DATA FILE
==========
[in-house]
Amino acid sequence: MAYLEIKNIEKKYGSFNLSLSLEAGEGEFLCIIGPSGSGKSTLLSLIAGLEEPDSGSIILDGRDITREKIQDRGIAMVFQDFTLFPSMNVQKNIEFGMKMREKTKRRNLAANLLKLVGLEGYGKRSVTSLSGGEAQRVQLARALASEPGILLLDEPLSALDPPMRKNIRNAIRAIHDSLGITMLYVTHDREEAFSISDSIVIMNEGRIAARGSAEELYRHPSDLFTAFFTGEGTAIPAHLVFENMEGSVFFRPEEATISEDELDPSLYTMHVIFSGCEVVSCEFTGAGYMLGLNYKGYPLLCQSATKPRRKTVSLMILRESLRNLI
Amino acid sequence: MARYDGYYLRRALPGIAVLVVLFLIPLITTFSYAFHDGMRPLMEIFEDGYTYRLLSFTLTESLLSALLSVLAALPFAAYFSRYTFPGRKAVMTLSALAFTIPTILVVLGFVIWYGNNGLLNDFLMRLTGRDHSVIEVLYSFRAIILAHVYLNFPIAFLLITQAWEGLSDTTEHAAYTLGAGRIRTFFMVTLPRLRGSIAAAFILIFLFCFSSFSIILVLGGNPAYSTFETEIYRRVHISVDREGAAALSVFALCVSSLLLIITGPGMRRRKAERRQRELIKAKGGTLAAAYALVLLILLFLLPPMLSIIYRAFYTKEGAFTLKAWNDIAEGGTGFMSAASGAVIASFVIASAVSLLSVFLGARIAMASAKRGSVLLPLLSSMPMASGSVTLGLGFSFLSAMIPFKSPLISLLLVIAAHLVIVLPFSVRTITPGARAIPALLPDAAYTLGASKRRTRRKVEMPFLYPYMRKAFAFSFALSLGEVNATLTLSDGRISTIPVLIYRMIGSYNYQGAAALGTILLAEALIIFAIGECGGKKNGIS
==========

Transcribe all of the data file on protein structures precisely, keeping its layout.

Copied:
[in-house]
Amino acid sequence: MAYLEIKNIEKKYGSFNLSLSLEAGEGEFLCIIGPSGSGKSTLLSLIAGLEEPDSGSIILDGRDITREKIQDRGIAMVFQDFTLFPSMNVQKNIEFGMKMREKTKRRNLAANLLKLVGLEGYGKRSVTSLSGGEAQRVQLARALASEPGILLLDEPLSALDPPMRKNIRNAIRAIHDSLGITMLYVTHDREEAFSISDSIVIMNEGRIAARGSAEELYRHPSDLFTAFFTGEGTAIPAHLVFENMEGSVFFRPEEATISEDELDPSLYTMHVIFSGCEVVSCEFTGAGYMLGLNYKGYPLLCQSATKPRRKTVSLMILRESLRNLI
Amino acid sequence: MARYDGYYLRRALPGIAVLVVLFLIPLITTFSYAFHDGMRPLMEIFEDGYTYRLLSFTLTESLLSALLSVLAALPFAAYFSRYTFPGRKAVMTLSALAFTIPTILVVLGFVIWYGNNGLLNDFLMRLTGRDHSVIEVLYSFRAIILAHVYLNFPIAFLLITQAWEGLSDTTEHAAYTLGAGRIRTFFMVTLPRLRGSIAAAFILIFLFCFSSFSIILVLGGNPAYSTFETEIYRRVHISVDREGAAALSVFALCVSSLLLIITGPGMRRRKAERRQRELIKAKGGTLAAAYALVLLILLFLLPPMLSIIYRAFYTKEGAFTLKAWNDIAEGGTGFMSAASGAVIASFVIASAVSLLSVFLGARIAMASAKRGSVLLPLLSSMPMASGSVTLGLGFSFLSAMIPFKSPLISLLLVIAAHLVIVLPFSVRTITPGARAIPALLPDAAYTLGASKRRTRRKVEMPFLYPYMRKAFAFSFALSLGEVNATLTLSDGRISTIPVLIYRMIGSYNYQGAAALGTILLAEALIIFAIGECGGKKNGIS